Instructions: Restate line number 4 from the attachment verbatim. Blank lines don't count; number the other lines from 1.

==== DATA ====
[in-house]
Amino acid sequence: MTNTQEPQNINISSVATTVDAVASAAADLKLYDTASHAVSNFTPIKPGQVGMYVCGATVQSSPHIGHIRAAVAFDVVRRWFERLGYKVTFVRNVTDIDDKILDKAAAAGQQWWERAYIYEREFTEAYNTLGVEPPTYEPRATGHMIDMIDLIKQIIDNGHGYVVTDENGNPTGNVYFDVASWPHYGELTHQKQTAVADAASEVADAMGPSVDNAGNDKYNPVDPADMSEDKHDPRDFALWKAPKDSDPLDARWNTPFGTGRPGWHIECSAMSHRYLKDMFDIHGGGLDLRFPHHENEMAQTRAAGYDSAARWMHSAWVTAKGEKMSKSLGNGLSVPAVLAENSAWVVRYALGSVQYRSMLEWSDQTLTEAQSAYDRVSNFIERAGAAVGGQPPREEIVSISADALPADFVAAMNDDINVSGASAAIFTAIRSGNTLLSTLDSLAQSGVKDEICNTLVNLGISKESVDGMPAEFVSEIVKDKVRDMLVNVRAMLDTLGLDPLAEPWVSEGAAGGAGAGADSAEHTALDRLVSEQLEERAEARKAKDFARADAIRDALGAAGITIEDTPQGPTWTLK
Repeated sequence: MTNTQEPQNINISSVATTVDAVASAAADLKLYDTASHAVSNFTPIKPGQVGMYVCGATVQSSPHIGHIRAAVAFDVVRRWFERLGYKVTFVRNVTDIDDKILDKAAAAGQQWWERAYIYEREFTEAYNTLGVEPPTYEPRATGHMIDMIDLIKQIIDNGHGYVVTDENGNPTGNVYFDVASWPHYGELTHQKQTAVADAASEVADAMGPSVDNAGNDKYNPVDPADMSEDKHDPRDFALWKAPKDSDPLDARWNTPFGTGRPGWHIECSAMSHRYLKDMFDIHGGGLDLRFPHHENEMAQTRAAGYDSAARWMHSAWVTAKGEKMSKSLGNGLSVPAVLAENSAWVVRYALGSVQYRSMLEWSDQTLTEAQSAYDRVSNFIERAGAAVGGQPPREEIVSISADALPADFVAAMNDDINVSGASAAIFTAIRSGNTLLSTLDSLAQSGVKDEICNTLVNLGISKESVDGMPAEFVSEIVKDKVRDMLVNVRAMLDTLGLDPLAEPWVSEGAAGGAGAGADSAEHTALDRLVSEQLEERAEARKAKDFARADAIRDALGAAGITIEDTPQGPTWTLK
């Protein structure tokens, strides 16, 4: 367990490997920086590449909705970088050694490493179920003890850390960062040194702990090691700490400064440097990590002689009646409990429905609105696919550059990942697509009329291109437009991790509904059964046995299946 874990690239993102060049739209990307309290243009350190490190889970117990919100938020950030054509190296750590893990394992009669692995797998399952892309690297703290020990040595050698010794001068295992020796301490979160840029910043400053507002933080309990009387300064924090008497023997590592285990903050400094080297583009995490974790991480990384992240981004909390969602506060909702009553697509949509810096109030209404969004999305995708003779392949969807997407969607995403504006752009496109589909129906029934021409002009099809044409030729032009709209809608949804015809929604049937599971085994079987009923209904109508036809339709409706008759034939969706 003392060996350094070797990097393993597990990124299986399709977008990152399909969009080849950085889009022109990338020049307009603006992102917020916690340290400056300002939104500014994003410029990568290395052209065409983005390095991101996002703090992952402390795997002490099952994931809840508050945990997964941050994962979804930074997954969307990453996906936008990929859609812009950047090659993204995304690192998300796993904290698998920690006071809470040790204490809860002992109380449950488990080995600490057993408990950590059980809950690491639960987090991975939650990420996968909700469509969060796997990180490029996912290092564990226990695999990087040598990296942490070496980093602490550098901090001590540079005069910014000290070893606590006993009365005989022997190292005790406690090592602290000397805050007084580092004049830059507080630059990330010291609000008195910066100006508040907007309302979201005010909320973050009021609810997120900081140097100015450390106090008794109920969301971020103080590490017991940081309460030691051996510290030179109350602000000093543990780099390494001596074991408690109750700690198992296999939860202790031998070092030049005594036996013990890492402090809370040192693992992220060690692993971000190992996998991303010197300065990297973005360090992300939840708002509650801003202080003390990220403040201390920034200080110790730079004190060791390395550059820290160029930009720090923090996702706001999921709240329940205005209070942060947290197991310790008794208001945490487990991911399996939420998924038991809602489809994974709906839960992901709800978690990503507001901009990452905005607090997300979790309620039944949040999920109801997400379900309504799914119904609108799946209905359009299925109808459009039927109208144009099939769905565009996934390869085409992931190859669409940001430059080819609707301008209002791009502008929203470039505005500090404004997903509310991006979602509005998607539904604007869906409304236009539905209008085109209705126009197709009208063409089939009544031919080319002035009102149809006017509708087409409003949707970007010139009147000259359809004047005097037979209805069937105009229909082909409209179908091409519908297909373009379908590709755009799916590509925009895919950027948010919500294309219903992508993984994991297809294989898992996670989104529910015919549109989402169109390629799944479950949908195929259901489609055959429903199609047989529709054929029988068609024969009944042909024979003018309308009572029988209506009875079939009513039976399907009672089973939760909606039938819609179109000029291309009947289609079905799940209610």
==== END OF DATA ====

């Protein structure tokens, strides 16, 4: 367990490997920086590449909705970088050694490493179920003890850390960062040194702990090691700490400064440097990590002689009646409990429905609105696919550059990942697509009329291109437009991790509904059964046995299946 874990690239993102060049739209990307309290243009350190490190889970117990919100938020950030054509190296750590893990394992009669692995797998399952892309690297703290020990040595050698010794001068295992020796301490979160840029910043400053507002933080309990009387300064924090008497023997590592285990903050400094080297583009995490974790991480990384992240981004909390969602506060909702009553697509949509810096109030209404969004999305995708003779392949969807997407969607995403504006752009496109589909129906029934021409002009099809044409030729032009709209809608949804015809929604049937599971085994079987009923209904109508036809339709409706008759034939969706 003392060996350094070797990097393993597990990124299986399709977008990152399909969009080849950085889009022109990338020049307009603006992102917020916690340290400056300002939104500014994003410029990568290395052209065409983005390095991101996002703090992952402390795997002490099952994931809840508050945990997964941050994962979804930074997954969307990453996906936008990929859609812009950047090659993204995304690192998300796993904290698998920690006071809470040790204490809860002992109380449950488990080995600490057993408990950590059980809950690491639960987090991975939650990420996968909700469509969060796997990180490029996912290092564990226990695999990087040598990296942490070496980093602490550098901090001590540079005069910014000290070893606590006993009365005989022997190292005790406690090592602290000397805050007084580092004049830059507080630059990330010291609000008195910066100006508040907007309302979201005010909320973050009021609810997120900081140097100015450390106090008794109920969301971020103080590490017991940081309460030691051996510290030179109350602000000093543990780099390494001596074991408690109750700690198992296999939860202790031998070092030049005594036996013990890492402090809370040192693992992220060690692993971000190992996998991303010197300065990297973005360090992300939840708002509650801003202080003390990220403040201390920034200080110790730079004190060791390395550059820290160029930009720090923090996702706001999921709240329940205005209070942060947290197991310790008794208001945490487990991911399996939420998924038991809602489809994974709906839960992901709800978690990503507001901009990452905005607090997300979790309620039944949040999920109801997400379900309504799914119904609108799946209905359009299925109808459009039927109208144009099939769905565009996934390869085409992931190859669409940001430059080819609707301008209002791009502008929203470039505005500090404004997903509310991006979602509005998607539904604007869906409304236009539905209008085109209705126009197709009208063409089939009544031919080319002035009102149809006017509708087409409003949707970007010139009147000259359809004047005097037979209805069937105009229909082909409209179908091409519908297909373009379908590709755009799916590509925009895919950027948010919500294309219903992508993984994991297809294989898992996670989104529910015919549109989402169109390629799944479950949908195929259901489609055959429903199609047989529709054929029988068609024969009944042909024979003018309308009572029988209506009875079939009513039976399907009672089973939760909606039938819609179109000029291309009947289609079905799940209610």